Her bright child has been expelled from his final year of high-school. Despite this, he nurtures dreams of becoming a pilot. Primarily though, he’s desperate to meet his father, a man he has never known. His mother assures him that his father is no-good. She’s never had anything positive to say about him. This does not stop Omahar from yearning for his dad. He determinedly seeks him out.
Furious over Georgia’s refusal to pay for his flying lessons, (lessons she had previously promised), Omahar enlists the aid of an attractive, female lawyer, to sue Georgia. The lawyer prevents him from this course of action, but places him on another path: She personally offers to help him locate his father.
Enter Neville Sherman: A handsome, charming, Jamerican pilot, and possible father of Omahar. Madame lawyer takes an ‘extra-professional’ interest in Neville. Things become really entertaining and spicy. There is humour, intrigue, and heart-warming drama, designed to keep the audience on the edge of their seats.
“A Gift For Mom” has had a really good run, since its debut in New York City, in December of 2003. It rocked the theatre scene in Kingston and has won numerous awards. It has successfully toured several US cities and is now finally being shown in Canada.
ByBlacks caught up with its prolific director, Mr. Douglas Prout, a veteran dramatist directing his 50th play, in a career that has spanned 40 years. Mr. Prout now lives in Brampton and spoke to us about “A gift for mom” and the evolution of his artistic life.
Could you tell me the story of how you got involved with “A Gift For Mom?”
Well, I had been working since 1986 in Kingston and Montego Bay on various projects. (He now lives in Brampton, ON) I directed Oliver Samuels in various plays, and through him, met producers in Canada. I approached them with the idea of presenting a play, with a cross-cultural appeal. “A gift from mom” fit the bill perfectly, because the dialogue was written in standard-English and its themes are universal.
What are the themes of “A Gift For Mom?”
At the core, it is a tale of relationships. There’s a young man, desperate to know his father. He is determined to find him and end their lack of connection. He encounters strong resistance from his mother, who is a lady with her own past. It also explores the genealogical connections we may have with our parents, despite not being in contact with them or being raised by them.
Could you tell me about your life in Jamaica before migrating to Canada?
Well, I was always in love with the Arts and artistic expressions. I got my start in school during the 1970s. Then in the 80s, I started performing in Montego Bay. In the 90s, I got more work in Kingston. Drama was always a passion of mine, and I moonlighted as an actor and director whilst holding a corporate job.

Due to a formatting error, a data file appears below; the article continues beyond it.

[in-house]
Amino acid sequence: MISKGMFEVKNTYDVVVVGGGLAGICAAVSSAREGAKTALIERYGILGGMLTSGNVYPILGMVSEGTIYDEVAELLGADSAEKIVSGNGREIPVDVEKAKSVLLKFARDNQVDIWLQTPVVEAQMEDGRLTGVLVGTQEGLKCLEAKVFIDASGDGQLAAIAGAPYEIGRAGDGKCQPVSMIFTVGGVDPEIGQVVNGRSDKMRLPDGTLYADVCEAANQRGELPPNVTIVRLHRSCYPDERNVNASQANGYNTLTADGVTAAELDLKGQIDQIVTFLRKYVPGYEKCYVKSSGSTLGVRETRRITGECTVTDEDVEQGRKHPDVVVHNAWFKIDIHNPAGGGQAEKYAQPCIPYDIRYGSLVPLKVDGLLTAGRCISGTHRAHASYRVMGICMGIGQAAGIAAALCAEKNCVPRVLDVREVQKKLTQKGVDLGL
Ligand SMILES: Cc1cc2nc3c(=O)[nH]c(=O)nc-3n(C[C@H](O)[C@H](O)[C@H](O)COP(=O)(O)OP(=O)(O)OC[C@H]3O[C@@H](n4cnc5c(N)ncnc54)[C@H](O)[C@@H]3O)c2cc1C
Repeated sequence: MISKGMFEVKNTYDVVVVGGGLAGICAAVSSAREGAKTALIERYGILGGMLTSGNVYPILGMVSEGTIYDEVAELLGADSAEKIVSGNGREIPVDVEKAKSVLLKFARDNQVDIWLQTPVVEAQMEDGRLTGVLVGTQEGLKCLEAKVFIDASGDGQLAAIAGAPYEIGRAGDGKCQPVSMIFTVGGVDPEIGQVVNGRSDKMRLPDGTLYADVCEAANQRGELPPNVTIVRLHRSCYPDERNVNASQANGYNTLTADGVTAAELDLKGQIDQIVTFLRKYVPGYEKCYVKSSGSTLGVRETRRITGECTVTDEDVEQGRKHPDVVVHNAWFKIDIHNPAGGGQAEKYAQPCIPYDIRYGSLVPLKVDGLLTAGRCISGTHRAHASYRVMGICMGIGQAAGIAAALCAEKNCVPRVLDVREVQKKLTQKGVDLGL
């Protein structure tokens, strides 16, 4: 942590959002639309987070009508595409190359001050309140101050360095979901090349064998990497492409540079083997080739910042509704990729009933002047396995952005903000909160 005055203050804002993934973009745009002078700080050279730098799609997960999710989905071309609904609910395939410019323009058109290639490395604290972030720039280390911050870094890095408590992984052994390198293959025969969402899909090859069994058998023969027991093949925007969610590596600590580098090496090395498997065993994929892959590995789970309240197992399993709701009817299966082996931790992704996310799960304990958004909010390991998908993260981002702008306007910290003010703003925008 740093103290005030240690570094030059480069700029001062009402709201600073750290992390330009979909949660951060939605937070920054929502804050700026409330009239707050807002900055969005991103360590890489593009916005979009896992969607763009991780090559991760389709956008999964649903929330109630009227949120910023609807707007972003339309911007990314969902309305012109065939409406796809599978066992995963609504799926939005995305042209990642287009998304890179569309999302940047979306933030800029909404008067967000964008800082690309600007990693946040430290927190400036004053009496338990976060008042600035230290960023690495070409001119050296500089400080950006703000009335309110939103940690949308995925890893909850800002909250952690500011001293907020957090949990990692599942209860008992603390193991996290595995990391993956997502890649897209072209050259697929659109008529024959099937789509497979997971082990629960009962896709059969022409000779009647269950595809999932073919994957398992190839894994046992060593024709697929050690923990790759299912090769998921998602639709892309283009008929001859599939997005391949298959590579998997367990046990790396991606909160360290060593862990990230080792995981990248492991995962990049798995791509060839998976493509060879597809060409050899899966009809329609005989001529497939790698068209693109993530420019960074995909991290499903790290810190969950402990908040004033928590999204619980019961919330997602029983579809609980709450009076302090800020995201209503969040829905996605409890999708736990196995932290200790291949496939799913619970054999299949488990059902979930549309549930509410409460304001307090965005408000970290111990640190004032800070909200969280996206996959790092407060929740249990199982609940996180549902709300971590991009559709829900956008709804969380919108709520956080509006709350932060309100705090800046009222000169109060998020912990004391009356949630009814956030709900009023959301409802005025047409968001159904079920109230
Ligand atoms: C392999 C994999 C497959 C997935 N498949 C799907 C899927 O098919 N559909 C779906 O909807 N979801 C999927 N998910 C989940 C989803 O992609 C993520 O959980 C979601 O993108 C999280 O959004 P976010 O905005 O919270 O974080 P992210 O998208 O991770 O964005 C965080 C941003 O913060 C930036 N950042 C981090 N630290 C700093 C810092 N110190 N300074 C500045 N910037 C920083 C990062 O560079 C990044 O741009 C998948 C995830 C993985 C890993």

How did you balance your need for a paycheck with your passion?
Well, it was not easy! I was the Manager for an insurance company. I had a wife, kids, and bills to pay. In Jamaica, it’s hard to make a living off of theatre, if you’re not in Kingston. So, after the kids grew up and went to university, I took early retirement. My wife and kids were already established in Brampton, so I commuted between Canada and Jamaica over the years. I permanently relocated in 2010 and decided to pursue my passion full-time.
How do you like living in Canada?
I like it a lot. The discipline, organization, how things work. The ease of commuting. It’s all good, but I don’t like the winter so much! In between, I go back to Jamaica or Florida—wherever the work takes me.
Who has been the biggest influence in your life?
That’s an interesting question and so pertinent: Paul Methuen who passed away in Scotland, just last month. I knew him for 40 years. He was a Scotsman who established the Montego Bay Little Theatre Movement in 1975. He was the quintessential theatre personality, and he saw something in me. He introduced me to Shakespearean plays such as Caesar and Romeo and Juliet. He was my leading light and mentor. I hope he’s looking down on me now and smiling.
If your life was your message, what would you like it to be?
There is no substitute for hard work. Pay attention to details. Find a passion. Do what you enjoy doing and leave a mark. Ask yourself why you’re here, understand, and follow your purpose. Believe in your art and respect it. Touch lives, impact people, uplift, and motivate them. I don’t believe in working to pay the bills, simply so that you can go back to work the next day.
What’s next for you?
I’m going to take a break after this. In December though, I will be directing Oliver Samuels in a play called “Guilt Trip.” It opens on December 27th in Jamaica and will run for 150 showings. We’re bringing it to Canada for Mother’s Day in May 2016.